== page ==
- The Washington Times - Thursday, December 27, 2001

Guilian Gary's football future was in question as he was flown from Maryland's practice field with a possible spinal cord injury during a preseason practice. The senior wide receiver's mind was racing with all kinds of worse-case scenarios as the helicopter took him to the University of Maryland Shock Trauma Center in Baltimore.
"All I could see was a propeller going around and around and thinking 'Get me out of this thing. What am I doing? Why is this happening to me?'" Gary recalled of the terrifying incident that left teammates openly weeping and family members praying.
Three months later the charismatic wideout was again the center of attention. This time, it was for stretching out and tiptoeing into the end zone while making one of the biggest plays in Maryland football history.
Gary's touchdown reception with 41 seconds left gave the Terps a 23-19 win over N.C. State to earn the ACC title, a 10-1 record and ultimately a trip to the Orange Bowl. After the catch, he was again lifted skyward this time by ecstatic teammates who were wildly celebrating around the Terps' receiver.
"It's unbelievable," said Maryland quarterback Shaun Hill, who threw the 8-yard pass that is now part of Maryland folklore. "You have a near-fatal spine injury one day, and the next day you are getting ready to play a collision sport again. He goes out there without any reservations and literally puts his neck on the line every game. He takes a lot of pops. He's the one that runs across the middle."
Brenda Gary will never forget getting the shakes when hearing her youngest child was being rushed to the hospital. She will also remember the roar from those around her when her baby boy's catch sealed the Terps' victory.
"I almost lost my mind," Brenda Gary said. "That catch was ridiculous. The season that started out so scary ended so beautifully … Guilian has walked through his fears this season to get to the other side. He has mastered how to do that."
Guilian's journey began as he lay motionless for 45 minutes on Aug.21. The team was practicing at half-speed when he fell and hit his head on a defender's knee, jolted backward and awkwardly struck his head on the ground.
"My body was actually numb," said Gary. "It wasn't pain. I didn't feel parts of my body. For the first eight minutes, I didn't feel my legs or my arms. Then I felt pinches all over as feeling was coming back."
Gary took a battery of tests, including an MRI, before being cleared of major injury and released from the hospital later that night. He returned to practice in street clothes the next day and was treated, "like some famous person they had never seen before" by his relieved and thrilled teammates. The wideout sat three days with a sore neck before going through light workouts and fully returning the next week.
There was a momentary question of whether he would return at all.
"We went out to lunch and I said, 'Son, if you have any fear at all don't play anymore,'" Brenda Gary said. "I said, 'Don't come back because you don't want to let the family down. You shouldn't do it unless you love it with all your heart and you are willing to sacrifice anything for it.' The truth was, none of us thought he wouldn't play again."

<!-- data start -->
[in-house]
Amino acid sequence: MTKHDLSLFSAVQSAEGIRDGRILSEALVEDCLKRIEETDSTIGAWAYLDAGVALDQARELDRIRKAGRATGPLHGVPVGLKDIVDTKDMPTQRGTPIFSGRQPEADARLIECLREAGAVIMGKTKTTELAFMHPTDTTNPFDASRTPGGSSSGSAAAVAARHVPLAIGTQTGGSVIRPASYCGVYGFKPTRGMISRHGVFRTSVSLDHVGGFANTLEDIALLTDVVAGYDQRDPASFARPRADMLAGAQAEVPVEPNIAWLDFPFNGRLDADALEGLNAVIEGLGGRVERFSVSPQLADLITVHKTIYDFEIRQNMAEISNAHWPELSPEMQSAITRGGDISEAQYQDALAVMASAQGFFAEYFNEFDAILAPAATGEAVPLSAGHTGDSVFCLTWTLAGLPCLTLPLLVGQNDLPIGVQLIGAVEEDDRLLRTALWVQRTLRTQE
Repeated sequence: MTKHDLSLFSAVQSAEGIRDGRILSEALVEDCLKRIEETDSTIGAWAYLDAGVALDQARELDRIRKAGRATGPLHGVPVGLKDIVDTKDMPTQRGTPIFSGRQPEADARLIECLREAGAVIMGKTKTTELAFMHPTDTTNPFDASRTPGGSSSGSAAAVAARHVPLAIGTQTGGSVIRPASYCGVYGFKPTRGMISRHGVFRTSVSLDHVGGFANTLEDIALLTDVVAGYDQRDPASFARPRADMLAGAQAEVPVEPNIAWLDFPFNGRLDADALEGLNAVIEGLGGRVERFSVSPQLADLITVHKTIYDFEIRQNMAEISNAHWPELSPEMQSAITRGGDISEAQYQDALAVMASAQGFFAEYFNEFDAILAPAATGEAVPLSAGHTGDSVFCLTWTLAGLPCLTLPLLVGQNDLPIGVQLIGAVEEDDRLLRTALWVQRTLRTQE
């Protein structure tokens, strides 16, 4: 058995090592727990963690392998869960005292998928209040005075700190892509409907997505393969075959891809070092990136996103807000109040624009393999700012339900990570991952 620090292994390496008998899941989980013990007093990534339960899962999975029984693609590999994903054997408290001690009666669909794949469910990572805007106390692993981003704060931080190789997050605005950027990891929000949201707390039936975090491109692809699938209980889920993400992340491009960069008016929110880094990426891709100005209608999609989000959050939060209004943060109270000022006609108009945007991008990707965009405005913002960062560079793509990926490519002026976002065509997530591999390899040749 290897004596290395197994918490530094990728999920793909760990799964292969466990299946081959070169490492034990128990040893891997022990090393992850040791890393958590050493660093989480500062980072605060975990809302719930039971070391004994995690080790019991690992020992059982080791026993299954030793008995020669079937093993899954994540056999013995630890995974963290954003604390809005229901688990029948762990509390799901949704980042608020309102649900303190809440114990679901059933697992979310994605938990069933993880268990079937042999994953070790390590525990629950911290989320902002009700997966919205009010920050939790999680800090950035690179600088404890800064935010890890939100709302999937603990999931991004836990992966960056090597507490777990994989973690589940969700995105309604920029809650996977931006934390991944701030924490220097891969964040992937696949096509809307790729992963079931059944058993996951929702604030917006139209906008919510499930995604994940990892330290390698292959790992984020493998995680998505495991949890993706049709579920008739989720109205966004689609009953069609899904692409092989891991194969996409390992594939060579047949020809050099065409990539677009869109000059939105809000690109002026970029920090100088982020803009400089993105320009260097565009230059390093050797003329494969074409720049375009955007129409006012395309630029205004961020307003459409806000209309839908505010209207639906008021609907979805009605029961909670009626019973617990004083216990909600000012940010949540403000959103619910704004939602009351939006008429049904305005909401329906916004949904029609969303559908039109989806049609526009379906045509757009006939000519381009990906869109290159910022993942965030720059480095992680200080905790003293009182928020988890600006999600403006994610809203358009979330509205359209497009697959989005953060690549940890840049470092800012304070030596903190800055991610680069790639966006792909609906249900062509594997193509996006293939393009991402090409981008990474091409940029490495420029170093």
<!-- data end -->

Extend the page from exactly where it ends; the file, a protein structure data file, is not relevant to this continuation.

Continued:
They were right. Guilian never seriously considered leaving football and was back the following week for the season opener.
The receiver and punt returner from Horseheads, N.Y., made two catches in that win over North Carolina, but didn't feel he had recovered emotionally from the trauma until the following week.
"It was definitely more mental than physical," Gary said of the recovery. "When I realized that, things started coming back for me. Against Eastern Michigan, I took a pretty good shot on a punt return. I think that helped me out."
After that scary moment silenced the Byrd Stadium crowd, Guilian sprang up and pointed toward his family while the Terps faithful cheered gleefully.
"He beat his chest as if to say he was fine," said Brenda Gary, who held her breath fearing another nightmare. "We were relieved and he was relieved, too. He was fine. After that, it got to the point where he felt sort of invincible."
Maryland coach Ralph Friedgen had not been impressed with Gary before the injury and demoted him to second team. The senior is modestly built (6-foot, 190 pounds) and doesn't have breakaway speed. What he does have is great hands and a knack for getting open. Absorbing that shot on the punt return showed Friedgen that Gary had the toughness worthy of a No.1 receiver.
"He got hit pretty good and kind of showed me something," Friedgen said. "All the trainers wanted him to come out. He just kind of laughed and waved it off. I like that in a football player. … What he went through this fall speaks to his desire to play football."
Gary was back to his reckless self. He matched a then career-high of six catches for 76 yards in the second game against Eastern Michigan, including an over-the-shoulder touchdown catch in the Terps' 50-3 romp.
He made 49 catches during the regular season for 727 yards and six touchdowns, but will always be remembered for breaking the Wolfpack. Gary set a career-high with seven receptions with two touchdowns both in the second half that fateful night in Raleigh, N.C. His scoring catch was just over the goal line and inside the right pylon, giving the Terps and himself a fairy tale ending.
"There is no way I could stay out," said Gary. "A lot of things could've happened. I could've been injured for this. I just wanted to play and be a part of this in my last year. We knew we had something. We didn't know it was going to be this special. There is no better way for me to go out than going to the BCS and being a part of it."

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